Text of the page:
When Texas last adopted social studies textbooks in 2002, the new texts — particularly for the Grade 7 Texas History course — came under heavy fire from critics concerned over what they saw as poor coverage of the history and experiences of Mexican Americans. So when publishers submitted their proposed new textbooks this past spring, we wanted to know how their products covered Mexican-American history in the Lone Star State.
The answer: coverage is considerably better than it was 12 years ago, but some concerns remain.
The Texas Freedom Network Education Fund asked Dr. Jose Maria Herrera, a historian at the University of Texas at El Paso, to review textbooks for the Grade 7 Texas History. Textbooks from major publishers Houghton Mifflin Harcourt, McGraw-Hill and Pearson Education are the only ones currently under consideration by the State Board of Education. Herrera summarized his findings in reports to each of the three publishers today:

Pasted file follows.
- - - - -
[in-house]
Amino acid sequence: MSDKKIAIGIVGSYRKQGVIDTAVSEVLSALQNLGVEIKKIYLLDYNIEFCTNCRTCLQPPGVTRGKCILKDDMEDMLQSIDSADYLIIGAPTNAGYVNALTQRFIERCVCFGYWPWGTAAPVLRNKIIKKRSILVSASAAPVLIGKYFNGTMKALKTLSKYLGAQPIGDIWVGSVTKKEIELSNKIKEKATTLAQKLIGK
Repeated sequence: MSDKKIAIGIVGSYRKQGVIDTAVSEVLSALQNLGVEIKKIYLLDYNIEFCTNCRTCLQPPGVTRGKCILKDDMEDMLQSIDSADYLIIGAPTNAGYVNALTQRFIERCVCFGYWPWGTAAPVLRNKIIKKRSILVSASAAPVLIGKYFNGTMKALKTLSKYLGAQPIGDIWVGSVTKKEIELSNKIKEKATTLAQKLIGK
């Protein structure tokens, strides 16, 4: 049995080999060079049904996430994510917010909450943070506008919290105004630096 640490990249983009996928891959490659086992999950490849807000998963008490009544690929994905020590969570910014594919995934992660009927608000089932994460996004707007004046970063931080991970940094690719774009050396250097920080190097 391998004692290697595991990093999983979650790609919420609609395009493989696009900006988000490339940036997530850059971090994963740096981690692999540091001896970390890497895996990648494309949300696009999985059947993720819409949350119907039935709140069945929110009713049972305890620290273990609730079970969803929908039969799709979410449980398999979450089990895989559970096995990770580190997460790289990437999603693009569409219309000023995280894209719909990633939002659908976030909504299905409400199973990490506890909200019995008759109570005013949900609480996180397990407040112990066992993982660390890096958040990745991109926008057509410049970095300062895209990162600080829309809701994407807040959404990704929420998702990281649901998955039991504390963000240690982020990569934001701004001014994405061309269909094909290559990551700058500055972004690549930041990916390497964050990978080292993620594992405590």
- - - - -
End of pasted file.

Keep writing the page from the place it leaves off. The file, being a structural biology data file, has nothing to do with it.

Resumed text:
“I evaluated the sections of your product that are pertinent to my field of expertise – 19th century American history and U.S./Mexican relations during the early National period (i.e. topics 3-4 and parts of 5). I also reviewed the sections related to Mexican-American history during the 20th century. … Overall, I found coverage of these areas in your product to be outstanding in some respects, but there are some very important details that caused concern on my part.”
You can read Herrera’s letters to the publishers and summaries of his findings here:
Houghton Mifflin Harcourt | McGraw-Hill | Pearson Education.
Dr. Herrera submitted his reviews to each publisher, as well as to the State Board of Education, earlier today.
Because the purpose of the review was to identify ways publishers can improve their textbooks before final adoption by the State Board of Education later this month, Herrera’s reports mostly highlight concerns over factual errors, areas of weak coverage and examples of bias. He makes clear, however, that each of the textbooks has laudable strengths in addition to the concerns he notes.
The TFN Education Fund has already released reports from other scholars who reviewed other textbooks up for adoption this year. Click here to read those reviews.